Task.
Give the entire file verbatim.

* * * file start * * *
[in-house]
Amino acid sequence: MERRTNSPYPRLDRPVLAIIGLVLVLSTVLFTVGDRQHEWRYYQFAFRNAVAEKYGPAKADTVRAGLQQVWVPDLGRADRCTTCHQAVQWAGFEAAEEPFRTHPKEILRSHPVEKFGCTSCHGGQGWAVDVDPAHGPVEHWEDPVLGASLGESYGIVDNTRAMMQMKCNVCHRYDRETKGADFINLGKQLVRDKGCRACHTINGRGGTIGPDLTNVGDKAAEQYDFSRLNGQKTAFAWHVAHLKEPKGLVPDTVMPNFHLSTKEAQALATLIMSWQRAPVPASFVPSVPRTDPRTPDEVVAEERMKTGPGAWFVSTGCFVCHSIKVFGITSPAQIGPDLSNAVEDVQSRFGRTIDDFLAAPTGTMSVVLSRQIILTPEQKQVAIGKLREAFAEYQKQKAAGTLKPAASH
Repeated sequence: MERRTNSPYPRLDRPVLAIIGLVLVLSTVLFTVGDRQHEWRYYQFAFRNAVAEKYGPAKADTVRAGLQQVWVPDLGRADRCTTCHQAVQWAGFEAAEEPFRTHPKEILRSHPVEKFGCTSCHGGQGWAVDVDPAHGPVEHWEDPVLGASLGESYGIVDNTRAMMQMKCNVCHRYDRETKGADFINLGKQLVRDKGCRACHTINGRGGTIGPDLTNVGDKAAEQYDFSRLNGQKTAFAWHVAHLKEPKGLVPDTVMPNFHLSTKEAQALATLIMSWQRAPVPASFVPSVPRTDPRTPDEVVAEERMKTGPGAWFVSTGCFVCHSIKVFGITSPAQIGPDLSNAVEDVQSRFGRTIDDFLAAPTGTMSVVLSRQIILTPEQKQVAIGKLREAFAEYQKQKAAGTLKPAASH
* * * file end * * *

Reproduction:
[in-house]
Amino acid sequence: MERRTNSPYPRLDRPVLAIIGLVLVLSTVLFTVGDRQHEWRYYQFAFRNAVAEKYGPAKADTVRAGLQQVWVPDLGRADRCTTCHQAVQWAGFEAAEEPFRTHPKEILRSHPVEKFGCTSCHGGQGWAVDVDPAHGPVEHWEDPVLGASLGESYGIVDNTRAMMQMKCNVCHRYDRETKGADFINLGKQLVRDKGCRACHTINGRGGTIGPDLTNVGDKAAEQYDFSRLNGQKTAFAWHVAHLKEPKGLVPDTVMPNFHLSTKEAQALATLIMSWQRAPVPASFVPSVPRTDPRTPDEVVAEERMKTGPGAWFVSTGCFVCHSIKVFGITSPAQIGPDLSNAVEDVQSRFGRTIDDFLAAPTGTMSVVLSRQIILTPEQKQVAIGKLREAFAEYQKQKAAGTLKPAASH
Repeated sequence: MERRTNSPYPRLDRPVLAIIGLVLVLSTVLFTVGDRQHEWRYYQFAFRNAVAEKYGPAKADTVRAGLQQVWVPDLGRADRCTTCHQAVQWAGFEAAEEPFRTHPKEILRSHPVEKFGCTSCHGGQGWAVDVDPAHGPVEHWEDPVLGASLGESYGIVDNTRAMMQMKCNVCHRYDRETKGADFINLGKQLVRDKGCRACHTINGRGGTIGPDLTNVGDKAAEQYDFSRLNGQKTAFAWHVAHLKEPKGLVPDTVMPNFHLSTKEAQALATLIMSWQRAPVPASFVPSVPRTDPRTPDEVVAEERMKTGPGAWFVSTGCFVCHSIKVFGITSPAQIGPDLSNAVEDVQSRFGRTIDDFLAAPTGTMSVVLSRQIILTPEQKQVAIGKLREAFAEYQKQKAAGTLKPAASH